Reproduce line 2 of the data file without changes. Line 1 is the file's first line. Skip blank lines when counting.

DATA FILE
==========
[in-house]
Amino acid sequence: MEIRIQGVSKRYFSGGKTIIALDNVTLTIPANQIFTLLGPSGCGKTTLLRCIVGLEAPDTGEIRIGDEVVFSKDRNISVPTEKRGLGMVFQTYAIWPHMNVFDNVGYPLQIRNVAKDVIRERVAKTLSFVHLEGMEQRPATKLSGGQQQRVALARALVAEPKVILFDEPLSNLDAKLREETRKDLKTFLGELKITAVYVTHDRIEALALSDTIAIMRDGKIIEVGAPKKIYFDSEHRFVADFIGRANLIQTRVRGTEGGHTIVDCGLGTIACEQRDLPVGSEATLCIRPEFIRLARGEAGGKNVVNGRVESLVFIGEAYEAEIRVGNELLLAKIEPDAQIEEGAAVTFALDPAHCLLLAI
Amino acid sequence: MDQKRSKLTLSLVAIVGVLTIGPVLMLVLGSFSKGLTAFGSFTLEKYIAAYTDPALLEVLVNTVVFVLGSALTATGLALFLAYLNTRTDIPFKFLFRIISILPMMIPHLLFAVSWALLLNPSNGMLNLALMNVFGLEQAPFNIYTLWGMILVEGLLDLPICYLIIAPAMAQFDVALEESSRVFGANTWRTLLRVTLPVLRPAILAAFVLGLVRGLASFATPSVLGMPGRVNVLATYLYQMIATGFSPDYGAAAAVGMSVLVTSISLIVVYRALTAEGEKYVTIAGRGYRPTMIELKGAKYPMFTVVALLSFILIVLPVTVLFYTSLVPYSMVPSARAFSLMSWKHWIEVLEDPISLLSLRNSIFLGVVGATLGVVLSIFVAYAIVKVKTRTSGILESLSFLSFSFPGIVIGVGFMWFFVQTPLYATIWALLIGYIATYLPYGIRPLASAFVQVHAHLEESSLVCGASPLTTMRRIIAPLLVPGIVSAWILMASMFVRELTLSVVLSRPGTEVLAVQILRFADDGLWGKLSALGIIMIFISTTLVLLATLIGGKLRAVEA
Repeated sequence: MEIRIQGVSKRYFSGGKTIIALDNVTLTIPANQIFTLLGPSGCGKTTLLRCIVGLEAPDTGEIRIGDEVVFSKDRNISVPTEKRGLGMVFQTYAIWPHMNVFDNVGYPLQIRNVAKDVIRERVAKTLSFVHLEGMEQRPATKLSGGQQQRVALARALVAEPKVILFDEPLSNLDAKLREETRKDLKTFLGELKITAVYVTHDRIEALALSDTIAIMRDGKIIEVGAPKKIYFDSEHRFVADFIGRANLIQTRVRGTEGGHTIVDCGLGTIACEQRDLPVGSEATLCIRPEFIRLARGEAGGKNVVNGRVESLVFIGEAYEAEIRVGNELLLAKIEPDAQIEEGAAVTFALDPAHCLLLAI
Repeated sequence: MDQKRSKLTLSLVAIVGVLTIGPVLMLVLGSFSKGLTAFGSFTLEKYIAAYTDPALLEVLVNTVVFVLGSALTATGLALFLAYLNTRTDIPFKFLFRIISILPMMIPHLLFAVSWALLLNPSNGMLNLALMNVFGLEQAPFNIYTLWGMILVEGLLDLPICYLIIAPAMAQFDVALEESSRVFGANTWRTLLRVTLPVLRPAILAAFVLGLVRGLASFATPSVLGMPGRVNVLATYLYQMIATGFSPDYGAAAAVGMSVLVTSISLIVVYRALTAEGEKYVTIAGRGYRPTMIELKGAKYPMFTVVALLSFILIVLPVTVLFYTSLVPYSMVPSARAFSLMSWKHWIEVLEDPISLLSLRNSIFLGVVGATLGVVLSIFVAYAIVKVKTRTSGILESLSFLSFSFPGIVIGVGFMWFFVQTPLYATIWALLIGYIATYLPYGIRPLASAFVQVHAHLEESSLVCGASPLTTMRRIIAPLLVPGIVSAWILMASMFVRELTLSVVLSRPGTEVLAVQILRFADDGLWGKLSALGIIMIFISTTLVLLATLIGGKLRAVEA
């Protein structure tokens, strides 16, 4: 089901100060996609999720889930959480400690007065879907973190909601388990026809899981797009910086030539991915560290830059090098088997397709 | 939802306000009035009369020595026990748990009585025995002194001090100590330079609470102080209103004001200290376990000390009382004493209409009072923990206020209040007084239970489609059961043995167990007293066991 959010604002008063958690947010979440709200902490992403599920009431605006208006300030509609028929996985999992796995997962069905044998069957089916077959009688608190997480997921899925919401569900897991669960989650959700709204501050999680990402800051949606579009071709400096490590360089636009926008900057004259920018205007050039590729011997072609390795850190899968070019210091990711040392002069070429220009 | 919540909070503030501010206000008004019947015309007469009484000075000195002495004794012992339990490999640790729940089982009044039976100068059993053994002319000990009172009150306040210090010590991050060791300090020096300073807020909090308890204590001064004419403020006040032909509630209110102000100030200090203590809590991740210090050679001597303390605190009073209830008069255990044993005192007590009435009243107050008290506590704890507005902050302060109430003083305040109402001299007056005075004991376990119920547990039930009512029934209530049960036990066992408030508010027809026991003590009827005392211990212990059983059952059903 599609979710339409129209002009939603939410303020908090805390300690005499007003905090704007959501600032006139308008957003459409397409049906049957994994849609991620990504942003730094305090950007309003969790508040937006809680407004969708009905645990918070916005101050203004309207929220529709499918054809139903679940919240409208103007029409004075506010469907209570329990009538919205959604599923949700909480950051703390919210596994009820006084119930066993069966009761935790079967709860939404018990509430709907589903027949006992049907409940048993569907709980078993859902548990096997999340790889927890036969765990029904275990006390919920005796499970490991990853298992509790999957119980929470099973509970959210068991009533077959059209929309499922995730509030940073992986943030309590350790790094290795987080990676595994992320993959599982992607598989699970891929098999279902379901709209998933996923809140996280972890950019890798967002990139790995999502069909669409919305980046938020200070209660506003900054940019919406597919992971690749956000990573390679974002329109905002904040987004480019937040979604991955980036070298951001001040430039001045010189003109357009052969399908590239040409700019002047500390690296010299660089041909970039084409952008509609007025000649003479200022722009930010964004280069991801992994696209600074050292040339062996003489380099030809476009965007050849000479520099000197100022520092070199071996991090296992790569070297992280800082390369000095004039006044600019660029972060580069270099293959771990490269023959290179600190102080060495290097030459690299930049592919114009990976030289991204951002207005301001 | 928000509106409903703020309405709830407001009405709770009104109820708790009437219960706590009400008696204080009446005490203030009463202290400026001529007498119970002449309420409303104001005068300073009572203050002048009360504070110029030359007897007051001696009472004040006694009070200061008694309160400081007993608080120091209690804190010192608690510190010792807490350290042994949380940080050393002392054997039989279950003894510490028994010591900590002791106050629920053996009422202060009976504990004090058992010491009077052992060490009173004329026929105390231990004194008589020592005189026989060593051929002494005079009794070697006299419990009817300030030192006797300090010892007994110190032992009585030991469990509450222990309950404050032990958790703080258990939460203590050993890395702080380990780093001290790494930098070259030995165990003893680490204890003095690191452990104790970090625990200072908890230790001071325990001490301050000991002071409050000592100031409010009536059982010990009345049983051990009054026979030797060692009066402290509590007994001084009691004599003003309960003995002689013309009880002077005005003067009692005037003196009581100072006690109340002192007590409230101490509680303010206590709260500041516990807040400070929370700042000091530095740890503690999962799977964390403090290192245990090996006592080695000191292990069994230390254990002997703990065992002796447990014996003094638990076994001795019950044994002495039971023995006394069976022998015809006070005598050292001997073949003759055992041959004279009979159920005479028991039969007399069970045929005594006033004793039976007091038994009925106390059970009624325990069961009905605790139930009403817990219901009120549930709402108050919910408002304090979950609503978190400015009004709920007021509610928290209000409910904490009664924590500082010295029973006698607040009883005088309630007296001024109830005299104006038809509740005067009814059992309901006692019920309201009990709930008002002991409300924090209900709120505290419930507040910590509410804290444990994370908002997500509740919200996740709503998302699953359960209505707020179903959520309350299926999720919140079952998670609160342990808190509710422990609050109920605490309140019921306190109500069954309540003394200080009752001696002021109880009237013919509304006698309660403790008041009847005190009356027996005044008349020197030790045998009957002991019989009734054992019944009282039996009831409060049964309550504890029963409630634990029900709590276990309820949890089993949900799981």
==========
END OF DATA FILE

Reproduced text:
Amino acid sequence: MEIRIQGVSKRYFSGGKTIIALDNVTLTIPANQIFTLLGPSGCGKTTLLRCIVGLEAPDTGEIRIGDEVVFSKDRNISVPTEKRGLGMVFQTYAIWPHMNVFDNVGYPLQIRNVAKDVIRERVAKTLSFVHLEGMEQRPATKLSGGQQQRVALARALVAEPKVILFDEPLSNLDAKLREETRKDLKTFLGELKITAVYVTHDRIEALALSDTIAIMRDGKIIEVGAPKKIYFDSEHRFVADFIGRANLIQTRVRGTEGGHTIVDCGLGTIACEQRDLPVGSEATLCIRPEFIRLARGEAGGKNVVNGRVESLVFIGEAYEAEIRVGNELLLAKIEPDAQIEEGAAVTFALDPAHCLLLAI